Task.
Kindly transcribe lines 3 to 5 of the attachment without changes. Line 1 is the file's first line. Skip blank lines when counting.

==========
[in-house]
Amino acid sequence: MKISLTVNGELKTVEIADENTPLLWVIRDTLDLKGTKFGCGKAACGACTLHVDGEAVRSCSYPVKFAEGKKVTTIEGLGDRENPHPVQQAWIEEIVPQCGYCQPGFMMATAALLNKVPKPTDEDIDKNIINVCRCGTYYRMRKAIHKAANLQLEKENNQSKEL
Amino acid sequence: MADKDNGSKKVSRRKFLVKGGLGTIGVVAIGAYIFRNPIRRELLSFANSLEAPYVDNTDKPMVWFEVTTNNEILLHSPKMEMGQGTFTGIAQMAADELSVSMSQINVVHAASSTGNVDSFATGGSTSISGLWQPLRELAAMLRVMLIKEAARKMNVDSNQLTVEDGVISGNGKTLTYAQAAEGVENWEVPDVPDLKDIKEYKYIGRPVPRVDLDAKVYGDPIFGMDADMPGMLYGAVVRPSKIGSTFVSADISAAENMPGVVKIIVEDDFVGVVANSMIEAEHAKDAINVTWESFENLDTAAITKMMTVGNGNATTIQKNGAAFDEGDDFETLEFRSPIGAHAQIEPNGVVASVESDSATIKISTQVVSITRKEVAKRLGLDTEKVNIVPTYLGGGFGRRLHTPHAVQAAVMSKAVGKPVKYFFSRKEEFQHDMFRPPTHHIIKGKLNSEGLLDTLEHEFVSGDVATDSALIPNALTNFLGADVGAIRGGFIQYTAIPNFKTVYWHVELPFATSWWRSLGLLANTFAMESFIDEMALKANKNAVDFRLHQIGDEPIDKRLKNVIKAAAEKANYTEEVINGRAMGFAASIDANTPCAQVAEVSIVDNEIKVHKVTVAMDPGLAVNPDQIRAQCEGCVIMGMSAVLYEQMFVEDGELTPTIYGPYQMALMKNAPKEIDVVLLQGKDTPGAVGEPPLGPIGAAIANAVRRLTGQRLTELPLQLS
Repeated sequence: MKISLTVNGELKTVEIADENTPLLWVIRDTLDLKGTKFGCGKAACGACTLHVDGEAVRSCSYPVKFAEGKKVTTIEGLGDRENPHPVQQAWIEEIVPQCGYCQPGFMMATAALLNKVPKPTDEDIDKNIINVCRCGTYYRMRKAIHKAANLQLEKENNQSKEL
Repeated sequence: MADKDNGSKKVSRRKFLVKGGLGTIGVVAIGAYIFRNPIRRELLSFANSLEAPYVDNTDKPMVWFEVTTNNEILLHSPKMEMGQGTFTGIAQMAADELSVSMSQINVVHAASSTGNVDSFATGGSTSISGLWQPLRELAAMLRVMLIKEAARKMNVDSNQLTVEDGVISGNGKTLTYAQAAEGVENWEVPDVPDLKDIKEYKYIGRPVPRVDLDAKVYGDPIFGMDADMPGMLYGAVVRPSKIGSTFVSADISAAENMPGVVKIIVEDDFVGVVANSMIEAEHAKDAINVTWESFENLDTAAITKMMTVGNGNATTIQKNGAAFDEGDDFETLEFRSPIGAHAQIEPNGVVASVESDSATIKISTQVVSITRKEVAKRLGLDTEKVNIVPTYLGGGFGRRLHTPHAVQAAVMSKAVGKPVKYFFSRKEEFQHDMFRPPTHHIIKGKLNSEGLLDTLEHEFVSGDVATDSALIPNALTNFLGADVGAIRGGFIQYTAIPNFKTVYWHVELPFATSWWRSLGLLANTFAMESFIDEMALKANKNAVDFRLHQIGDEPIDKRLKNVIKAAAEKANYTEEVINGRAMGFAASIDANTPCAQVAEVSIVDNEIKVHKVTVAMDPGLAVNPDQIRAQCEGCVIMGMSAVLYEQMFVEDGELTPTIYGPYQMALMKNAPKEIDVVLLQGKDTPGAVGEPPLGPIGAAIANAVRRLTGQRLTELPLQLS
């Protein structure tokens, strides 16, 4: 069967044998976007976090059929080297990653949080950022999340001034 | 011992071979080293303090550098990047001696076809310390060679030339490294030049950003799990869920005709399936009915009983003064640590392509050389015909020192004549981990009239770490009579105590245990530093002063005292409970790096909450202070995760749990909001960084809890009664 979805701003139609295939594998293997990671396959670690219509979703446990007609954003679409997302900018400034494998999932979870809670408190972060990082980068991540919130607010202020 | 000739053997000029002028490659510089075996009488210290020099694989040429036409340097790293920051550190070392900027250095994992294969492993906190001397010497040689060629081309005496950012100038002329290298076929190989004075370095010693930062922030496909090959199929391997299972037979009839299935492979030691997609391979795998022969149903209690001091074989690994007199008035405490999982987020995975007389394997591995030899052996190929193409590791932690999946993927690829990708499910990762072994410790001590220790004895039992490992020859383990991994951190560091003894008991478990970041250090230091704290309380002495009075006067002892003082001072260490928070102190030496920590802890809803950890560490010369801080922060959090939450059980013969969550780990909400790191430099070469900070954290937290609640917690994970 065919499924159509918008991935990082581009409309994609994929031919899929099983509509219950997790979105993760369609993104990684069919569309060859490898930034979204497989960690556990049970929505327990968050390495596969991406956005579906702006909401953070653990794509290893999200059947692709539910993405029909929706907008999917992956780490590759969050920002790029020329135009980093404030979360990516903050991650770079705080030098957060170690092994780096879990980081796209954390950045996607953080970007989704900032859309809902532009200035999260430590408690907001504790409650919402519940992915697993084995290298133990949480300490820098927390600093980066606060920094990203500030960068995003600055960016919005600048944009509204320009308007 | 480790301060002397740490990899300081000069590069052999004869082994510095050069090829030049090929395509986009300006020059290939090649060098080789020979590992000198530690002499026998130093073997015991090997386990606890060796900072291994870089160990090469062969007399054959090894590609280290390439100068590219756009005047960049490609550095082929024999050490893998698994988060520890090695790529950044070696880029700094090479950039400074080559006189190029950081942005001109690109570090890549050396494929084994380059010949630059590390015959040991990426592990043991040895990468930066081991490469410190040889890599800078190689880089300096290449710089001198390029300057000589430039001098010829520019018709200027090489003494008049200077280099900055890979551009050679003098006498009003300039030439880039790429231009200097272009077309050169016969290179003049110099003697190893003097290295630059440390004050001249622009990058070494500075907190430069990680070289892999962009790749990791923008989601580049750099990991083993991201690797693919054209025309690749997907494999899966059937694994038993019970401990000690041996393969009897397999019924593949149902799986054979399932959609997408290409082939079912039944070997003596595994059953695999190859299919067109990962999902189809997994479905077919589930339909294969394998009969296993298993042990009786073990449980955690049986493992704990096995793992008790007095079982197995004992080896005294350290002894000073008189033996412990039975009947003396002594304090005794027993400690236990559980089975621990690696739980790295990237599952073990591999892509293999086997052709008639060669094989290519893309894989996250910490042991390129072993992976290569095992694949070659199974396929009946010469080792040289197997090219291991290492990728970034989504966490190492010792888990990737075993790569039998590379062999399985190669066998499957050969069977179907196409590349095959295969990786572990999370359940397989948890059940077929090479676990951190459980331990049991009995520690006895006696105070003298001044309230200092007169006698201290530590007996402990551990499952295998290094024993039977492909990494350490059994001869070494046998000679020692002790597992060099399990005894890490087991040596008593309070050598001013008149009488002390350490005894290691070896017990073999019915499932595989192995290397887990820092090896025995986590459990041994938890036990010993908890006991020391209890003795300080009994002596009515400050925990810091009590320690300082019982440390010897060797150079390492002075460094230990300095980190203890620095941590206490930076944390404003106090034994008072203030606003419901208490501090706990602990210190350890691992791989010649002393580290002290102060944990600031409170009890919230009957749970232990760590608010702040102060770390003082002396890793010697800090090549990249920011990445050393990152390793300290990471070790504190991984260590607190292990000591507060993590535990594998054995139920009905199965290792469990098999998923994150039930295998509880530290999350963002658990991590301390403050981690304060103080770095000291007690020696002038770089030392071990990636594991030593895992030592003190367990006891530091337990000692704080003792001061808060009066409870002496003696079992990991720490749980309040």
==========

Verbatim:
Amino acid sequence: MADKDNGSKKVSRRKFLVKGGLGTIGVVAIGAYIFRNPIRRELLSFANSLEAPYVDNTDKPMVWFEVTTNNEILLHSPKMEMGQGTFTGIAQMAADELSVSMSQINVVHAASSTGNVDSFATGGSTSISGLWQPLRELAAMLRVMLIKEAARKMNVDSNQLTVEDGVISGNGKTLTYAQAAEGVENWEVPDVPDLKDIKEYKYIGRPVPRVDLDAKVYGDPIFGMDADMPGMLYGAVVRPSKIGSTFVSADISAAENMPGVVKIIVEDDFVGVVANSMIEAEHAKDAINVTWESFENLDTAAITKMMTVGNGNATTIQKNGAAFDEGDDFETLEFRSPIGAHAQIEPNGVVASVESDSATIKISTQVVSITRKEVAKRLGLDTEKVNIVPTYLGGGFGRRLHTPHAVQAAVMSKAVGKPVKYFFSRKEEFQHDMFRPPTHHIIKGKLNSEGLLDTLEHEFVSGDVATDSALIPNALTNFLGADVGAIRGGFIQYTAIPNFKTVYWHVELPFATSWWRSLGLLANTFAMESFIDEMALKANKNAVDFRLHQIGDEPIDKRLKNVIKAAAEKANYTEEVINGRAMGFAASIDANTPCAQVAEVSIVDNEIKVHKVTVAMDPGLAVNPDQIRAQCEGCVIMGMSAVLYEQMFVEDGELTPTIYGPYQMALMKNAPKEIDVVLLQGKDTPGAVGEPPLGPIGAAIANAVRRLTGQRLTELPLQLS
Repeated sequence: MKISLTVNGELKTVEIADENTPLLWVIRDTLDLKGTKFGCGKAACGACTLHVDGEAVRSCSYPVKFAEGKKVTTIEGLGDRENPHPVQQAWIEEIVPQCGYCQPGFMMATAALLNKVPKPTDEDIDKNIINVCRCGTYYRMRKAIHKAANLQLEKENNQSKEL
Repeated sequence: MADKDNGSKKVSRRKFLVKGGLGTIGVVAIGAYIFRNPIRRELLSFANSLEAPYVDNTDKPMVWFEVTTNNEILLHSPKMEMGQGTFTGIAQMAADELSVSMSQINVVHAASSTGNVDSFATGGSTSISGLWQPLRELAAMLRVMLIKEAARKMNVDSNQLTVEDGVISGNGKTLTYAQAAEGVENWEVPDVPDLKDIKEYKYIGRPVPRVDLDAKVYGDPIFGMDADMPGMLYGAVVRPSKIGSTFVSADISAAENMPGVVKIIVEDDFVGVVANSMIEAEHAKDAINVTWESFENLDTAAITKMMTVGNGNATTIQKNGAAFDEGDDFETLEFRSPIGAHAQIEPNGVVASVESDSATIKISTQVVSITRKEVAKRLGLDTEKVNIVPTYLGGGFGRRLHTPHAVQAAVMSKAVGKPVKYFFSRKEEFQHDMFRPPTHHIIKGKLNSEGLLDTLEHEFVSGDVATDSALIPNALTNFLGADVGAIRGGFIQYTAIPNFKTVYWHVELPFATSWWRSLGLLANTFAMESFIDEMALKANKNAVDFRLHQIGDEPIDKRLKNVIKAAAEKANYTEEVINGRAMGFAASIDANTPCAQVAEVSIVDNEIKVHKVTVAMDPGLAVNPDQIRAQCEGCVIMGMSAVLYEQMFVEDGELTPTIYGPYQMALMKNAPKEIDVVLLQGKDTPGAVGEPPLGPIGAAIANAVRRLTGQRLTELPLQLS